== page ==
Canada has sent 30 bison to Russia for reintroduction in the rugged and mostly forested Siberian province of Sakha, 5,000 years after they died out in the area, its parks administration said Thursday.
This third shipment of wood bison from Elk Island National Park outside Edmonton, Alberta as part of a conservation program started in 2006 brings the total number of bison in Sakha to more than 120, said Parks Canada.
The 10 male and 20 female calves were flown from Edmonton in trailers loaded onto a Russian transport aircraft on March 21, and were received by biologists in Sakha keen to round out the local ecosystem diversity of the protected Lenskiye-Stolby Nature Park.
The far northeastern Russian region is home to many moose, caribou and elk. But the last bison to roam the area died out about 5,000 to 6,000 years ago.
The bison is North America's largest land mammal, growing to 900 kilograms (2,000 pounds) and 1.8 meters (six feet) high at the shoulders.
Overhunting and the advance of the agricultural frontier brought them to the verge of extinction by 1900, with fewer than 200 plains bison and 300 wood bison left in the world.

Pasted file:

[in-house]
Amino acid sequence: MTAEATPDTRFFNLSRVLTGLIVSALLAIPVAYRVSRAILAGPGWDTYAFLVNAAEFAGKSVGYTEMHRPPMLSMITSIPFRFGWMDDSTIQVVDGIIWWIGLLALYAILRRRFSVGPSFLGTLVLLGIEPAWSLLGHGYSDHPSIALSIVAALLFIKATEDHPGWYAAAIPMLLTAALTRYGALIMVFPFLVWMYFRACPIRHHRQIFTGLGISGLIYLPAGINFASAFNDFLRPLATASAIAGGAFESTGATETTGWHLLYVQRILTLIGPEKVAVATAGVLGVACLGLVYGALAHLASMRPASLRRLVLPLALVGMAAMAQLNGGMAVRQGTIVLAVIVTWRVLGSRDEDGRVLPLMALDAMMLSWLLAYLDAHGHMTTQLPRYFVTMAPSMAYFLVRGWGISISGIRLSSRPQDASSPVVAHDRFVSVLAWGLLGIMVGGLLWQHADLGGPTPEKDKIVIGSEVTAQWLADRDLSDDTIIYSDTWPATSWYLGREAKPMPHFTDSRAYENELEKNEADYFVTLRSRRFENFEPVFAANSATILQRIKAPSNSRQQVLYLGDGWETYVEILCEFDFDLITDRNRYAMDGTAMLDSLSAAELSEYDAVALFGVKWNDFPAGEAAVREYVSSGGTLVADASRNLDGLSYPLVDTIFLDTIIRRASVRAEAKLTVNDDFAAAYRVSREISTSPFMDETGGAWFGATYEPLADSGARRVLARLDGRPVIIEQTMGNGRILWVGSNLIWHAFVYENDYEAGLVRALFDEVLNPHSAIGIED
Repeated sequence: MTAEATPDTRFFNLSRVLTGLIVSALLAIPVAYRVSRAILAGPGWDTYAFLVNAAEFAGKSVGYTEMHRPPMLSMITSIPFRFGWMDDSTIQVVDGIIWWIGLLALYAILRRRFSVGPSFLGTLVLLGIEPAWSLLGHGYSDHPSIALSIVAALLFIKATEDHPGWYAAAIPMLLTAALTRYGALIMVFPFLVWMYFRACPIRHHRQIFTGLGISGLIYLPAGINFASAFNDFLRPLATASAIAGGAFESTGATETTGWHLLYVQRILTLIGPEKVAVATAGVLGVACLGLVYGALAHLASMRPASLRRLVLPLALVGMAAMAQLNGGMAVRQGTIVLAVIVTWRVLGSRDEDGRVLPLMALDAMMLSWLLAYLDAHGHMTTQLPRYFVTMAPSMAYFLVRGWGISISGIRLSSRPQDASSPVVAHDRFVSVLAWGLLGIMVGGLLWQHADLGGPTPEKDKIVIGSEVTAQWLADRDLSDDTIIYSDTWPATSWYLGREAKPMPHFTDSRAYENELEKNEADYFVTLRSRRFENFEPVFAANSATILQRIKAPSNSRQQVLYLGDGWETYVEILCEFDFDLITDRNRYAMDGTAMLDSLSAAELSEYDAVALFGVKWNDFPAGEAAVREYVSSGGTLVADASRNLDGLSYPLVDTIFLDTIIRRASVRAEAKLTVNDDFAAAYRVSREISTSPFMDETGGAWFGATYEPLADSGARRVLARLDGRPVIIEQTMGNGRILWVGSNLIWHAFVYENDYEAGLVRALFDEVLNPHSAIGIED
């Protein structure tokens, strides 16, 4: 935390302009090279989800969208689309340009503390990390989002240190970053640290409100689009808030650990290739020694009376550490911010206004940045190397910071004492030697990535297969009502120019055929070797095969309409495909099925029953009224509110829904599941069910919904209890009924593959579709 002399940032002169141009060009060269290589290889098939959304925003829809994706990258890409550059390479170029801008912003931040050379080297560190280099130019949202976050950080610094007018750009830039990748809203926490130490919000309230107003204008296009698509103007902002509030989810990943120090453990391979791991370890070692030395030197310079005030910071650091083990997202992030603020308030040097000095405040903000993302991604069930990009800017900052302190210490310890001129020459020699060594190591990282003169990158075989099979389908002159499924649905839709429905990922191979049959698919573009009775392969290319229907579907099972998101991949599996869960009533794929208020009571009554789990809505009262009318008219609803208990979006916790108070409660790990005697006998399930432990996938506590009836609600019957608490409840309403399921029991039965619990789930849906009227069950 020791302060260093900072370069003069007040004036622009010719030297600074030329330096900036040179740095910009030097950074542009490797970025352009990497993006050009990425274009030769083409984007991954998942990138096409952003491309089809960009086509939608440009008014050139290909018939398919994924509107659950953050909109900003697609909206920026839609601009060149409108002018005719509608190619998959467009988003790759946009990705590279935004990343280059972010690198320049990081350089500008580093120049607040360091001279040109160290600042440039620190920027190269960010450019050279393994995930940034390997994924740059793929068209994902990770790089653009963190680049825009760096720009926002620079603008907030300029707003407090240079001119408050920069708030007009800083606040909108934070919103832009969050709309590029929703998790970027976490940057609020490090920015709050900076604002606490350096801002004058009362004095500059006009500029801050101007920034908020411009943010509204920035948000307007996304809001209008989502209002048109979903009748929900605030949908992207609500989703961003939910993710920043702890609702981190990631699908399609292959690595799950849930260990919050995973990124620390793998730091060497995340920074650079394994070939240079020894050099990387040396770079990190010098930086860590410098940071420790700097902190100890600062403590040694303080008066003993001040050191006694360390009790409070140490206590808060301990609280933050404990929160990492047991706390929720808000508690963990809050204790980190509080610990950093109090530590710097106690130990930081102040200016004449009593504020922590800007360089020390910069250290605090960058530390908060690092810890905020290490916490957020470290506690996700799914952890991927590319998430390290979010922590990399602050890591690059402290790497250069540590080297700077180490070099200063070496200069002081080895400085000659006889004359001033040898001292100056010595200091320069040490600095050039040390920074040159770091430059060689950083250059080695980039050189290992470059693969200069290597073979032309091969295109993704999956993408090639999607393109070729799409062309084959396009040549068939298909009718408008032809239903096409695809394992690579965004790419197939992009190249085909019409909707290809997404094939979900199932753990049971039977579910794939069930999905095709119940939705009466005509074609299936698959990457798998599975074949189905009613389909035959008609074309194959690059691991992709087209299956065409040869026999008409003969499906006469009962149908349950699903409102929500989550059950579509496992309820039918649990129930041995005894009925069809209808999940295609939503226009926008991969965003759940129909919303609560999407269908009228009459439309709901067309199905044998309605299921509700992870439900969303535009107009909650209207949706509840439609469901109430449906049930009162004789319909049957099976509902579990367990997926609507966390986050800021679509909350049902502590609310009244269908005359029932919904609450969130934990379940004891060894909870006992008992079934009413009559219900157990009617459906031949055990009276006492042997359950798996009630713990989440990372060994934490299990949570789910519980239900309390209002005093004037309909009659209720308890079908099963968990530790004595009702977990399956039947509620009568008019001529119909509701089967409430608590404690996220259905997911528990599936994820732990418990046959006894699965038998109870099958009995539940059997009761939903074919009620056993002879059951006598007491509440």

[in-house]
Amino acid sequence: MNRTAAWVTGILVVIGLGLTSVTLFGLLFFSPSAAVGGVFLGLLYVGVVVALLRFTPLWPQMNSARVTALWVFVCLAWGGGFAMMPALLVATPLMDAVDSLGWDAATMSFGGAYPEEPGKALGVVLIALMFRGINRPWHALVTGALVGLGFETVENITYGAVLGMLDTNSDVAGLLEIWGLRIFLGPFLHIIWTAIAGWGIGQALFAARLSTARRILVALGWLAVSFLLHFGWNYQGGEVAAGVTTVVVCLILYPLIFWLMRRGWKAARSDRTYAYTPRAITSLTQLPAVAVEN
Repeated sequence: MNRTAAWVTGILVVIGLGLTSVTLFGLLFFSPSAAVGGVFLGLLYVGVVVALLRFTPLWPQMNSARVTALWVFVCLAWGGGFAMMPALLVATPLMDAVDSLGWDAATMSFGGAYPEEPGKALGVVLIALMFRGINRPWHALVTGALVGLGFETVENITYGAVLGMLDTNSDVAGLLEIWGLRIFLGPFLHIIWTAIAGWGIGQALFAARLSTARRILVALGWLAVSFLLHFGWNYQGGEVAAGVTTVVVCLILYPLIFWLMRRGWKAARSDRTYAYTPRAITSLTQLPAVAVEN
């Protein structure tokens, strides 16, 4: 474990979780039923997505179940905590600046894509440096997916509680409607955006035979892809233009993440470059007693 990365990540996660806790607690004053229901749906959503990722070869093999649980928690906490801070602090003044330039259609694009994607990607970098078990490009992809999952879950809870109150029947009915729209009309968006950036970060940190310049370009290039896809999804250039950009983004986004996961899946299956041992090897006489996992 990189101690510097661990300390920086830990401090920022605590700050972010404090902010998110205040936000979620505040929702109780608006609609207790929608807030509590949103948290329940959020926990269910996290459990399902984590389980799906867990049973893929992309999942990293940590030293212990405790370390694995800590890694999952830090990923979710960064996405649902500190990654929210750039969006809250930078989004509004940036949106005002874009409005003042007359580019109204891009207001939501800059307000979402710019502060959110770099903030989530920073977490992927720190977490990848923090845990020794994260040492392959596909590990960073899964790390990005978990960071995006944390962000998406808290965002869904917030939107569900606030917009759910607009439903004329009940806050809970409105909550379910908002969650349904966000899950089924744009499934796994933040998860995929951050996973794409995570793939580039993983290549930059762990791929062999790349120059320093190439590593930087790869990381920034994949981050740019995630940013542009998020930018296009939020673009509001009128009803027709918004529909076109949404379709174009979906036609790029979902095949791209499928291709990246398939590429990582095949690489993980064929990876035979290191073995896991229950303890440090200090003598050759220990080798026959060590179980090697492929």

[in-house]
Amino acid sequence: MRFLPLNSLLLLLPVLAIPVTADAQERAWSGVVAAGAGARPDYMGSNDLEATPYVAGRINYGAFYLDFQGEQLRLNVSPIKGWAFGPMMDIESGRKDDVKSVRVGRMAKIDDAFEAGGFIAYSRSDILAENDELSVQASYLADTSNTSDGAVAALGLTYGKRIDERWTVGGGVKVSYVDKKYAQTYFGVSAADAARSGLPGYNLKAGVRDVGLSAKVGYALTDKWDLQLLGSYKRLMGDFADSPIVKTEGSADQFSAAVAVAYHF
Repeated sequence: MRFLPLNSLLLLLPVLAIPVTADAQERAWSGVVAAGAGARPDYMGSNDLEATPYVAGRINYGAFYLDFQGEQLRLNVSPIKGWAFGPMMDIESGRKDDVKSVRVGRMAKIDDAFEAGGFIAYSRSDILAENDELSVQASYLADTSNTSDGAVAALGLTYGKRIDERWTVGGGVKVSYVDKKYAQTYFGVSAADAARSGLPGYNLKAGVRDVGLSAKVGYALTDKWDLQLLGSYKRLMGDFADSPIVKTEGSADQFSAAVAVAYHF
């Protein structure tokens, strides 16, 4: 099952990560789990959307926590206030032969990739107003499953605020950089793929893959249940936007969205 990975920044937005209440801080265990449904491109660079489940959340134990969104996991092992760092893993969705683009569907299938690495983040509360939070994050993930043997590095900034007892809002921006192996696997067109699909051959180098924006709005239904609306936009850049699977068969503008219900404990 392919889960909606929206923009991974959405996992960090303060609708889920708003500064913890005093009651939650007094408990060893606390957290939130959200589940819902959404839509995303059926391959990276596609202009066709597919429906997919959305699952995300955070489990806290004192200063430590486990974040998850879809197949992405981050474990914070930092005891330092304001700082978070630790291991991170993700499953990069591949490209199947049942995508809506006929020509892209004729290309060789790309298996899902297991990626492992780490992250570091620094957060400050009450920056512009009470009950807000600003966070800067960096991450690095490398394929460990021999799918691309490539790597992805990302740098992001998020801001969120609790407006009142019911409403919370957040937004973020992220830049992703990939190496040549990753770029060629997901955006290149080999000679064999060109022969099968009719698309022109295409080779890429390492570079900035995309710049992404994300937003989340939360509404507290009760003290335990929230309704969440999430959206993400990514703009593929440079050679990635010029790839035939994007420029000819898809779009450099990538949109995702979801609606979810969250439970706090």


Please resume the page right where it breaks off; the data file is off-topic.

The last large herd of wild plains bison was sold to Canada's government and shipped by train from Montana to Alberta in 1906, and herded to their new home at the newly established Elk Park.
"Most of today's surviving plains bison are their descendants," said Parks Canada.
A herd of the larger, darker wood bison that was found well north of the historic range of the plains bison was brought to Canada's only entirely-fenced in national park in 1965.
Today, they roam the hills and forage along the lakes and can be viewed from hiking trails along the park's boundaries.
Due to a lack of predators in the park, however, bison must periodically be transferred out in order to ensure their habitat is not over-grazed. This creates opportunities to provide animals for conservation projects elsewhere in North America and abroad, said Parks Canada.
Other bison from Elk Island have in the past been relocated to Alaska, British Columbia and Canada's Yukon and Northwest territories to repopulate herds.
Explore further: New study reveals vulnerability of sharks as collateral damage in commercial fishing